Local Researchers Look To Stop Spread Of West Nile To Humans

PHILADELPHIA (CBS) — First you hear the buzz, then the smack. Mosquitoes aren’t just an annoyance, they can carry some pretty nasty viruses.

“We’re interested in understanding how this virus is able to infect the mosquito and how when it transmits to humans,” said Sarah Cherry, who is a professor of microbiology at the University of Pennsylvania.

Cherry and her team int the area are studying ways to limit transmission of West Nile to humans.

“What we care about is the ability of the mosquito to transmit to humans,” she said.

The State Department of Environmental Protection says statewide, 611 mosquitoes have tested positive for West Nile, so far this yea. And the testing season isn’t over until September.

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Last year, there were just 300 infected mosquitoes collected.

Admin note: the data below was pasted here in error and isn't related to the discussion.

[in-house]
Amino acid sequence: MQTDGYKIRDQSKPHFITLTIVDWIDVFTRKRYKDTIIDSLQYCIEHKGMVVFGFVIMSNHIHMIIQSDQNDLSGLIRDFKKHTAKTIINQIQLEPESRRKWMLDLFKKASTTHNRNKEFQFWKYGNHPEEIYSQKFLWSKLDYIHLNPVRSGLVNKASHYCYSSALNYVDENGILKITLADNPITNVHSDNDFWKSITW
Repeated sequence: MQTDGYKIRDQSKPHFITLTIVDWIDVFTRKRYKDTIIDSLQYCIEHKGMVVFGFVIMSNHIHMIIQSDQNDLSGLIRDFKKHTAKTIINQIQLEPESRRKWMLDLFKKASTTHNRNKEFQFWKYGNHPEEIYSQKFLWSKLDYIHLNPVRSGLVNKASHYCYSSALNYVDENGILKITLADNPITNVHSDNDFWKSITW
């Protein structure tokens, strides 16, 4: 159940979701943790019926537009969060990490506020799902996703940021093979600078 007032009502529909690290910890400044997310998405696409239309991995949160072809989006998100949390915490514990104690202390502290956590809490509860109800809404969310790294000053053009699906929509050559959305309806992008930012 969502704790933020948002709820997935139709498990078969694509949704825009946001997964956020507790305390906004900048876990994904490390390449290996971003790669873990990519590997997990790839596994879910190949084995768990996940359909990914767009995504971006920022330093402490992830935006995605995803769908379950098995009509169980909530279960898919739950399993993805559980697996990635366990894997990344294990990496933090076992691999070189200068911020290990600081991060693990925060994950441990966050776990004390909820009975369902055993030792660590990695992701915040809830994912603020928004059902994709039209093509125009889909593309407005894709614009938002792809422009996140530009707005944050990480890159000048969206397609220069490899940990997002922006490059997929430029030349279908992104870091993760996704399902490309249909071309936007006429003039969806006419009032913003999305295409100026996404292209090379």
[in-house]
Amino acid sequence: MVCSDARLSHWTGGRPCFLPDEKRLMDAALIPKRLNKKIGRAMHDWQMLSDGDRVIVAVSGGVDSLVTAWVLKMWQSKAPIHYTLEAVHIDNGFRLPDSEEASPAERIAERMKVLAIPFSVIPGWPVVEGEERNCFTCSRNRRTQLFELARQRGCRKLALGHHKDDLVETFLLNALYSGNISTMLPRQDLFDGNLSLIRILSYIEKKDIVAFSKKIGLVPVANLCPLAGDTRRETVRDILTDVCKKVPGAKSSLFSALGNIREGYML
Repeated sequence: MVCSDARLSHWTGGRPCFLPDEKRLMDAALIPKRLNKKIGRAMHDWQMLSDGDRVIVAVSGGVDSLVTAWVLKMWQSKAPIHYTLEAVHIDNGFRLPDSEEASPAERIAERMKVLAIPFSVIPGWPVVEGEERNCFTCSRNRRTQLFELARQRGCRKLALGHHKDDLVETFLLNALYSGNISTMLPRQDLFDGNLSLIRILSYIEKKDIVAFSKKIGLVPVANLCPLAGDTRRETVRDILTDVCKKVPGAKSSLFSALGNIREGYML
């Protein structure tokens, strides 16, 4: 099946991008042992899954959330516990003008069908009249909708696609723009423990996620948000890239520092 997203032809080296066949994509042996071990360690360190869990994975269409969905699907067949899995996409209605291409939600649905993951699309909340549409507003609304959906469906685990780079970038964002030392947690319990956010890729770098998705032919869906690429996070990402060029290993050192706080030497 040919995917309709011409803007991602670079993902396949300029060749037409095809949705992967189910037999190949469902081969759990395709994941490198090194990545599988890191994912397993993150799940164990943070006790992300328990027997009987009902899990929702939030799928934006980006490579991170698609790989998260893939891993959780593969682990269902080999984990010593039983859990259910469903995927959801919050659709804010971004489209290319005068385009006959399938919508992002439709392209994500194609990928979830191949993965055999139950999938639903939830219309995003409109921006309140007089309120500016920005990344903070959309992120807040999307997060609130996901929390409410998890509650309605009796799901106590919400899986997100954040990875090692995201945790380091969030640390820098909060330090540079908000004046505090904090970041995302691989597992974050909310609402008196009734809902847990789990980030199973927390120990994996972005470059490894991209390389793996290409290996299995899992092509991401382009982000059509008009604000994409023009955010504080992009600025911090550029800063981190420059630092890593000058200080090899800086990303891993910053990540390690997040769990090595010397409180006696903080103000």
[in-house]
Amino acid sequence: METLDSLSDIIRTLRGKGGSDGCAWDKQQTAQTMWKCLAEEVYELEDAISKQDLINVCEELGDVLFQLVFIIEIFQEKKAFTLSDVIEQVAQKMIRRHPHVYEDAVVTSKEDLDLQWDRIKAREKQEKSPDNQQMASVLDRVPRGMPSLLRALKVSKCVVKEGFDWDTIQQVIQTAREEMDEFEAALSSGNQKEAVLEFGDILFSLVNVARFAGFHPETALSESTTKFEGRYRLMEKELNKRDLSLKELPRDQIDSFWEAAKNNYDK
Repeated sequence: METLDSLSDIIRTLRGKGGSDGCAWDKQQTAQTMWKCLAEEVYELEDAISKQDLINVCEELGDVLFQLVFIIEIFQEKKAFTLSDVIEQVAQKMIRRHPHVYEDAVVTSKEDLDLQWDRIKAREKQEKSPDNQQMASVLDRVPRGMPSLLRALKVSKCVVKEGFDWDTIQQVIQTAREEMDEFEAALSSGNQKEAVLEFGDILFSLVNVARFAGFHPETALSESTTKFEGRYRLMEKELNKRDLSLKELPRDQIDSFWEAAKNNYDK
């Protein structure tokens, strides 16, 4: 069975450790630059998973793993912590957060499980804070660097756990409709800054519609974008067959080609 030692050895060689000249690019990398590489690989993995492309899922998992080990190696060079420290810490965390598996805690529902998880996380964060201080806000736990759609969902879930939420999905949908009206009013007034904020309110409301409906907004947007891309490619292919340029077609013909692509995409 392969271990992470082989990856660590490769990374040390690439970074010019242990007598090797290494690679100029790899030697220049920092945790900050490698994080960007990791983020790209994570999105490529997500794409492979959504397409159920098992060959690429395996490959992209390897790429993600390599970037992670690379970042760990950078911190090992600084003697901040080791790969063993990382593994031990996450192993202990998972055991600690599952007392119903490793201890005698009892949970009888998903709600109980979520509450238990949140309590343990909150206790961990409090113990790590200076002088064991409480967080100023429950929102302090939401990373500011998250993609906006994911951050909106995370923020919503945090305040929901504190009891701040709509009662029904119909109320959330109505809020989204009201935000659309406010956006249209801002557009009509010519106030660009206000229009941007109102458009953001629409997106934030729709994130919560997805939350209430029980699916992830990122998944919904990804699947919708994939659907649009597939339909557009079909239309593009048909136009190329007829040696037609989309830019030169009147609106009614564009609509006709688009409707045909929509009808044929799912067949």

It was a mild winter. That probably has an effect.

Now in this rain, mosquitoes are not really a big issue. But experts say Tuesday could be a different story. All of the standing water left behind is the perfect breeding ground for mosquitoes.

“Get rid of all standing water,” Cherry explained. “Even a small amount of standing water is sufficient for some of the mosquitoes to lay eggs and have larvae. So if you get rid of all the water, you get rid of all the mosquitoes.”

And honestly, who doesn’t want that?

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